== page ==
There are other hands-on science shows on TV, but "3 Scientists Walk Into a Bar" takes a novel approach. First, its topics focus on weather and natural phenomena. And as you can infer from the title, its approach is light and irreverent. Launching with three back-to-back episodes May 31 and returning with five more in October, it's fun, engaging, interactive, relatable and accessible, as executive producer Isaac Holub of Lucky 8 TV describes it.
"I think the title perfectly captures the spirit of the show," Holub says. "It tells you that this is a science show that seeks to break all the rules of science shows. This is not a show that tells you how the world works. This is a show that asks how the world works using relatable questions you've asked before. Then we put those questions to the test to reveal some pretty surprising answers. We like to think of each episode as being the punchline to its own 'three scientists walk into a bar' joke."
"We want it to be like hanging out with friends…smart friends with access to explosives," quips Anthony Carboni, one of the hosts. A science reporter (Discovery's "Hard Science," "We Have Concerns" podcast, DNews), he knew what he didn't want to do: talk at the audience. "We didn't want to make a show where a very authoritative person explains things to you very seriously." He loved the fun of kids' science shows like "3-2-1 Contact," "Mr. Wizard" and "Bill Nye the Science Guy," and wanted to recreate it on an adult level.
Statistician Tara Long, who worked with Carboni on "Hard Science," has hosted web shows about video games, science and politics and is a producer at Lucky 8, says viewers will learn "pretty much everything you never knew you wanted to know about the weather: how it relates to our everyday lives, how it affects us in ways we don't really think about, and most importantly, how much we're willing to embarrass ourselves for the sake of our audience."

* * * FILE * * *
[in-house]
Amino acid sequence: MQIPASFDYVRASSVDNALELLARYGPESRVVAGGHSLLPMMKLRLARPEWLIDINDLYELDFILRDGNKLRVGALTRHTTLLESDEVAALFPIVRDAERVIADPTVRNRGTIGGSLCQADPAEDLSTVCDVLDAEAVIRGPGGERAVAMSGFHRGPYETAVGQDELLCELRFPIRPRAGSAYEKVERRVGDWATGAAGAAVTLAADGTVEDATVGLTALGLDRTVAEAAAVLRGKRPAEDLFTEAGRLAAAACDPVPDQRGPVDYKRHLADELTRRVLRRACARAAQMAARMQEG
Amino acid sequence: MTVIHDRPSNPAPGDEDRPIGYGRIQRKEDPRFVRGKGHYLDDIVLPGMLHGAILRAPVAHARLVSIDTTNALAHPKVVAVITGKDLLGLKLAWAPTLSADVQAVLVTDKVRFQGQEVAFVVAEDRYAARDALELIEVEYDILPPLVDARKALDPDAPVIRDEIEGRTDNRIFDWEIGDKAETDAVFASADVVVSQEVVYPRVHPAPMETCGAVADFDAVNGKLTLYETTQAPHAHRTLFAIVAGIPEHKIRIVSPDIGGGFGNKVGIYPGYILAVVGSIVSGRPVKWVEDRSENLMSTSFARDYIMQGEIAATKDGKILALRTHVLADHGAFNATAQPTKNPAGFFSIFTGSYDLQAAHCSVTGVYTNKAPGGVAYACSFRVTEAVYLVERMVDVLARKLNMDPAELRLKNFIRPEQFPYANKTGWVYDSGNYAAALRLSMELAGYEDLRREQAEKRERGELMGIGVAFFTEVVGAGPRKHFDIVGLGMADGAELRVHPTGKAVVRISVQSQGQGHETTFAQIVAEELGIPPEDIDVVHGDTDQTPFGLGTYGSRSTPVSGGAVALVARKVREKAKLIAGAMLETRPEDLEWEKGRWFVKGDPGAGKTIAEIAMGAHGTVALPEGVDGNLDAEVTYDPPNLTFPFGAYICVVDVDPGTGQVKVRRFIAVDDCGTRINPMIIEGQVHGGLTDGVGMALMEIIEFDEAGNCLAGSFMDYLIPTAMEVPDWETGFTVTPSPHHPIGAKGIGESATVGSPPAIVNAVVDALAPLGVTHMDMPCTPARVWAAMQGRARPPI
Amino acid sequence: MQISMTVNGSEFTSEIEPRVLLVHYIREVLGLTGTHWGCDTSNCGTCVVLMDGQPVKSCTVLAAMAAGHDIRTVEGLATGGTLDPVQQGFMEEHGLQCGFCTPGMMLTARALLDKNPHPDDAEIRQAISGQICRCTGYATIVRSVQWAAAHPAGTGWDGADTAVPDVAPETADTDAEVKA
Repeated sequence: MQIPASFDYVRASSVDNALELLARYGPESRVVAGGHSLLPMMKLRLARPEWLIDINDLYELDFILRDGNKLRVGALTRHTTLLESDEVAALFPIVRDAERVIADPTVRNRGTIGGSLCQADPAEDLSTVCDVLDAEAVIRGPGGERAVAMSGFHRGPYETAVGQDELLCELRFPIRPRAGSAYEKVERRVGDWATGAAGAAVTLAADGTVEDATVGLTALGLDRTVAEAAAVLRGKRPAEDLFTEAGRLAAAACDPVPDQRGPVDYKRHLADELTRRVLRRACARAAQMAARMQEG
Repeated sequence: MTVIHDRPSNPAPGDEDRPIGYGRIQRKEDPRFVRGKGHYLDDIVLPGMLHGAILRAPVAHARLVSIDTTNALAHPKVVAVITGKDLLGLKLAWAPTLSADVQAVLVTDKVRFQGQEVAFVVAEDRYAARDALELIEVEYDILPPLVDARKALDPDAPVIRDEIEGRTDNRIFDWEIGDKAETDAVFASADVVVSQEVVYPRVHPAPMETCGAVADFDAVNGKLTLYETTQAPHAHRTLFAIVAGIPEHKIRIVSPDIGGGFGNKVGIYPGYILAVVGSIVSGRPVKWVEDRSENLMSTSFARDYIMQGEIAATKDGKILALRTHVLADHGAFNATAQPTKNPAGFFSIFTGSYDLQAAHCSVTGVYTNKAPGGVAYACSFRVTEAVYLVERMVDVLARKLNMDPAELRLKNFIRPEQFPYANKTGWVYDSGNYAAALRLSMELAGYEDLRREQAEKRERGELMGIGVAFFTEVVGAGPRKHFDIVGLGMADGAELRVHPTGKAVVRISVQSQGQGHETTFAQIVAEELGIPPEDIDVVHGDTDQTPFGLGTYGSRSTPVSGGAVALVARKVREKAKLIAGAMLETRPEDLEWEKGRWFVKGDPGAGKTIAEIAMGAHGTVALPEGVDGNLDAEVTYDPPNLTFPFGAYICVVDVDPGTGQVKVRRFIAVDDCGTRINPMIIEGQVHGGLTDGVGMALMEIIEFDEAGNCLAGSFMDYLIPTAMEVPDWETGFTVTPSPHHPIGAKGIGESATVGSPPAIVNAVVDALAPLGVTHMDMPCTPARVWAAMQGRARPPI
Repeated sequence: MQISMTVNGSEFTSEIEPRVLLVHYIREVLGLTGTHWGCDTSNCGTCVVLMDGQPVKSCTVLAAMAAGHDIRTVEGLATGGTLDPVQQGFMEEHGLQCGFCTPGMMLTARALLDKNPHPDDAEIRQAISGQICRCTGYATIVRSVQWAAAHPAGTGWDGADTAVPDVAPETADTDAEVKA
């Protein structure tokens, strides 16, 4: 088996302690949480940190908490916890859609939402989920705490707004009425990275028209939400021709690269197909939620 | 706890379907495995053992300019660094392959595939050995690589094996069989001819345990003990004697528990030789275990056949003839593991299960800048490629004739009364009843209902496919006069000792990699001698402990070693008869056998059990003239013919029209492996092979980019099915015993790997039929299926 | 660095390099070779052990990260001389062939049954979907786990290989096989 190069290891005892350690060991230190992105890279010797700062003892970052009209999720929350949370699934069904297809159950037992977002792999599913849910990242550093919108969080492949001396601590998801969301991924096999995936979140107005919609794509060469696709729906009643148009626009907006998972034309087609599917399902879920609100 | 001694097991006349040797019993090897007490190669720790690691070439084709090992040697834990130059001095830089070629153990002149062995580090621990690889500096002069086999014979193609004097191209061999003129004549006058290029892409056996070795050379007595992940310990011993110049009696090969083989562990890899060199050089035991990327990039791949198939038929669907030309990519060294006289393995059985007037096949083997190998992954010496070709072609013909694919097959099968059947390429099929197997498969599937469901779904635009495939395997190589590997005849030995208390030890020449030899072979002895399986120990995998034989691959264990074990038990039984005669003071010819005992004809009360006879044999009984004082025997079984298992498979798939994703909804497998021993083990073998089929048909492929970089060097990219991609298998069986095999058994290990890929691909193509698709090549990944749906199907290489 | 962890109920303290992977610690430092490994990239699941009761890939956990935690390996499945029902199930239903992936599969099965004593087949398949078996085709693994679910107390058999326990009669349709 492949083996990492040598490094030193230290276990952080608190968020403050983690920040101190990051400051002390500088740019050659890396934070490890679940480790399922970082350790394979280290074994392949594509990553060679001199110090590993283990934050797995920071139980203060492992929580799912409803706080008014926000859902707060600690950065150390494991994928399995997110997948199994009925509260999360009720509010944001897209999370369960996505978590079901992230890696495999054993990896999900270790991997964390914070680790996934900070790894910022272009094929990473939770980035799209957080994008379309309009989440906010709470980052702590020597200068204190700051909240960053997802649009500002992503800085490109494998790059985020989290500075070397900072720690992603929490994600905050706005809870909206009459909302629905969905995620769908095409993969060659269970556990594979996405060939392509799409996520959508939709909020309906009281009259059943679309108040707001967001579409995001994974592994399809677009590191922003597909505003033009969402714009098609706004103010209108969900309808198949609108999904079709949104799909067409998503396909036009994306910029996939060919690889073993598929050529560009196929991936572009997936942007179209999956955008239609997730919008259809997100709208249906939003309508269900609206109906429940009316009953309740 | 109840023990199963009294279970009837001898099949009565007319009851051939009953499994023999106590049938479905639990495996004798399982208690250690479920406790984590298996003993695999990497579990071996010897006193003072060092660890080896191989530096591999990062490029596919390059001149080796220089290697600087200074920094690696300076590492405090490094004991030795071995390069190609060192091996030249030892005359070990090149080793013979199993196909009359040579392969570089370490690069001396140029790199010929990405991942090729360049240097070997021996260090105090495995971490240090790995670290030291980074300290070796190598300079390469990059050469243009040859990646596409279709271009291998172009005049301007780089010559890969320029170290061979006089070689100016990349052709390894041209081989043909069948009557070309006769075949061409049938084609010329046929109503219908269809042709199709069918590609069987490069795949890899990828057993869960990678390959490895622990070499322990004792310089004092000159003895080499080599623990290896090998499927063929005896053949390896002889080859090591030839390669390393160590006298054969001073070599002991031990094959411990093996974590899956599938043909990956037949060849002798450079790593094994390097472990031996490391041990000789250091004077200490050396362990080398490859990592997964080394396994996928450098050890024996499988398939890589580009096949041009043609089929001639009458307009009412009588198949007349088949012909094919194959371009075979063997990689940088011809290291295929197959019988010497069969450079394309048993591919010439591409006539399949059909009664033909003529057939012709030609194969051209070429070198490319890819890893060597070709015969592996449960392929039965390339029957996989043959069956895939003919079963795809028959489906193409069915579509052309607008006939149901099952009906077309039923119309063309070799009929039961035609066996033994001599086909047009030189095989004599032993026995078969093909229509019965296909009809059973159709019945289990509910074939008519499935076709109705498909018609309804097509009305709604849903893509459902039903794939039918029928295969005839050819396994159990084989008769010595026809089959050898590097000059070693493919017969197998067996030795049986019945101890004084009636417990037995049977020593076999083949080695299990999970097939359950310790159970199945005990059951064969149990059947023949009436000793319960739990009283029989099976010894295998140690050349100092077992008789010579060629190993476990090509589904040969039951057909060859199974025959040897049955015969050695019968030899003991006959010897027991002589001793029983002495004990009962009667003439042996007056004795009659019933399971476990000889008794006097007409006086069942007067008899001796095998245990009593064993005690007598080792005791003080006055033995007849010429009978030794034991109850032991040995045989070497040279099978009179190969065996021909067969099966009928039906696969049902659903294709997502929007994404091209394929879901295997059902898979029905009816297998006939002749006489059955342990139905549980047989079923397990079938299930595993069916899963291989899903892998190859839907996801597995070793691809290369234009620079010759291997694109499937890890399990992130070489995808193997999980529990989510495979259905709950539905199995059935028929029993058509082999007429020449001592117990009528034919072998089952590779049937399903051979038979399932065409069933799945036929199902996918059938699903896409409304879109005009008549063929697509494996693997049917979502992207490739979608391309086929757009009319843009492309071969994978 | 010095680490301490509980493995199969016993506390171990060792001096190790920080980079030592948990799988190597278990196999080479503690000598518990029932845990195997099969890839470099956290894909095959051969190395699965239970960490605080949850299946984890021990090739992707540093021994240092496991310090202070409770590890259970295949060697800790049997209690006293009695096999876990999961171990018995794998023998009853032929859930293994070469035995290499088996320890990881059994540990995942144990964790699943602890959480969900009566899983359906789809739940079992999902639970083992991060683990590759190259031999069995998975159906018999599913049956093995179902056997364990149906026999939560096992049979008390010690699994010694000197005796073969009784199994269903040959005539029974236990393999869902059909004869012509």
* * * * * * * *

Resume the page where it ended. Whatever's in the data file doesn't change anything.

The third member of the triumvirate is a bona fide rocket scientist. Travis Taylor (Nat Geo's "Rocket City Rednecks," "When Aliens Attack" and H2's "The Universe" and "Life After People") holds a bachelor's degree in electrical engineering, a masters degrees in physics, astronomy, and mechanical and aerospace engineering, and a Ph.D. in aerospace systems engineering. He's also an author (fact and sci-fi fiction), holds patents for inventions and works for the Army developing space concepts. "Travis is a genius when it comes to building stuff and then blowing it up," says Long.
"Brainstorming experiments with Travis was one of the most fun parts of the show," says Holub. "Build a tornado in a gym? 'No problem.' Make nano-diamonds by simulating a meteor crash? 'Sure, I can do that.' He always pulled it off."
Holub praises Carboni's wit and enthusiasm and ability to make it all relatable, and Long's mathematical genius. "She calculated the wind speed it would take to lift up an average-sized person in this skydive simulator we used, and when we tested it she was off by something like a tenth of a mile per hour. I was dumbfounded."
Each of the experiments in the series started with a question about the weather, and then the team did research into cool ways to put those questions to the test. "We knew we were onto something when we found a really basic question that no one actually knew the answer to," Holub says. For example, "Is it true that the number of seconds between thunder and lightning equals the number of miles you are away from the storm?" The conventional wisdom that one second equals one mile isn't true. “We clear up the myth and follow up with what the real facts tell us about how to stay safe in a storm."